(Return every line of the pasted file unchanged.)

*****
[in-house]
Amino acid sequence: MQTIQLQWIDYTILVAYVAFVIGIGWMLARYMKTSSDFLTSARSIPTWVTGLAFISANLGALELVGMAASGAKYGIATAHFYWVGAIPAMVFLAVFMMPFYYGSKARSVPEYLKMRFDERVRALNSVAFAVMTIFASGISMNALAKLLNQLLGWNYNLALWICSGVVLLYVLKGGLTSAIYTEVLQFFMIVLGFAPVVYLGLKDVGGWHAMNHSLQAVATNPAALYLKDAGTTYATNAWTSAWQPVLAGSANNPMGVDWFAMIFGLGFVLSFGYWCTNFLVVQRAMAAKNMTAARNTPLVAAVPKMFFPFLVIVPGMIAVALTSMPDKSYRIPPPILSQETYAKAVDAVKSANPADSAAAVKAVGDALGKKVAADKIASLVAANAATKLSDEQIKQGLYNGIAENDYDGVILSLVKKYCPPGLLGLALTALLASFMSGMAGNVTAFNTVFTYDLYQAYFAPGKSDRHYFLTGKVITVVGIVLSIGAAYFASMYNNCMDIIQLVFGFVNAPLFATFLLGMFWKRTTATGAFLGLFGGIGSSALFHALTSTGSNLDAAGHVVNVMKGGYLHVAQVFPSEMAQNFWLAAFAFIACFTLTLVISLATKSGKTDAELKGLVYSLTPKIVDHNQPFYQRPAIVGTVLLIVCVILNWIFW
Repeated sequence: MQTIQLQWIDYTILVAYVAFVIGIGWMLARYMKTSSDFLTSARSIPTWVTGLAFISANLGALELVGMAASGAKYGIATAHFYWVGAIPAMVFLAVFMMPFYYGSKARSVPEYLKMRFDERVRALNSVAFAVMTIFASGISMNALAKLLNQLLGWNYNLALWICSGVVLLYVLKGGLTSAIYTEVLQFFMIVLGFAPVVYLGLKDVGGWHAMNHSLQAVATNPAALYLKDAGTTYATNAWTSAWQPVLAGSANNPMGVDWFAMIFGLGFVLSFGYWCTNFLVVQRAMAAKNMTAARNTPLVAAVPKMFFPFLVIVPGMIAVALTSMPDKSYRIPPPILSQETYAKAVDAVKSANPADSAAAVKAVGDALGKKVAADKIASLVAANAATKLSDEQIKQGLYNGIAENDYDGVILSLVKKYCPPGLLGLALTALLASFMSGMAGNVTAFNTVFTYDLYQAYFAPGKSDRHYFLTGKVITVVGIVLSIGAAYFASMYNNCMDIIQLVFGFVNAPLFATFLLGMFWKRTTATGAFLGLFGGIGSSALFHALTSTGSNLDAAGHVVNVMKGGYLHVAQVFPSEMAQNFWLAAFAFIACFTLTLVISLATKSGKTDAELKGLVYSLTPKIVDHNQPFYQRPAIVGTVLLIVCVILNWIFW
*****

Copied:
[in-house]
Amino acid sequence: MQTIQLQWIDYTILVAYVAFVIGIGWMLARYMKTSSDFLTSARSIPTWVTGLAFISANLGALELVGMAASGAKYGIATAHFYWVGAIPAMVFLAVFMMPFYYGSKARSVPEYLKMRFDERVRALNSVAFAVMTIFASGISMNALAKLLNQLLGWNYNLALWICSGVVLLYVLKGGLTSAIYTEVLQFFMIVLGFAPVVYLGLKDVGGWHAMNHSLQAVATNPAALYLKDAGTTYATNAWTSAWQPVLAGSANNPMGVDWFAMIFGLGFVLSFGYWCTNFLVVQRAMAAKNMTAARNTPLVAAVPKMFFPFLVIVPGMIAVALTSMPDKSYRIPPPILSQETYAKAVDAVKSANPADSAAAVKAVGDALGKKVAADKIASLVAANAATKLSDEQIKQGLYNGIAENDYDGVILSLVKKYCPPGLLGLALTALLASFMSGMAGNVTAFNTVFTYDLYQAYFAPGKSDRHYFLTGKVITVVGIVLSIGAAYFASMYNNCMDIIQLVFGFVNAPLFATFLLGMFWKRTTATGAFLGLFGGIGSSALFHALTSTGSNLDAAGHVVNVMKGGYLHVAQVFPSEMAQNFWLAAFAFIACFTLTLVISLATKSGKTDAELKGLVYSLTPKIVDHNQPFYQRPAIVGTVLLIVCVILNWIFW
Repeated sequence: MQTIQLQWIDYTILVAYVAFVIGIGWMLARYMKTSSDFLTSARSIPTWVTGLAFISANLGALELVGMAASGAKYGIATAHFYWVGAIPAMVFLAVFMMPFYYGSKARSVPEYLKMRFDERVRALNSVAFAVMTIFASGISMNALAKLLNQLLGWNYNLALWICSGVVLLYVLKGGLTSAIYTEVLQFFMIVLGFAPVVYLGLKDVGGWHAMNHSLQAVATNPAALYLKDAGTTYATNAWTSAWQPVLAGSANNPMGVDWFAMIFGLGFVLSFGYWCTNFLVVQRAMAAKNMTAARNTPLVAAVPKMFFPFLVIVPGMIAVALTSMPDKSYRIPPPILSQETYAKAVDAVKSANPADSAAAVKAVGDALGKKVAADKIASLVAANAATKLSDEQIKQGLYNGIAENDYDGVILSLVKKYCPPGLLGLALTALLASFMSGMAGNVTAFNTVFTYDLYQAYFAPGKSDRHYFLTGKVITVVGIVLSIGAAYFASMYNNCMDIIQLVFGFVNAPLFATFLLGMFWKRTTATGAFLGLFGGIGSSALFHALTSTGSNLDAAGHVVNVMKGGYLHVAQVFPSEMAQNFWLAAFAFIACFTLTLVISLATKSGKTDAELKGLVYSLTPKIVDHNQPFYQRPAIVGTVLLIVCVILNWIFW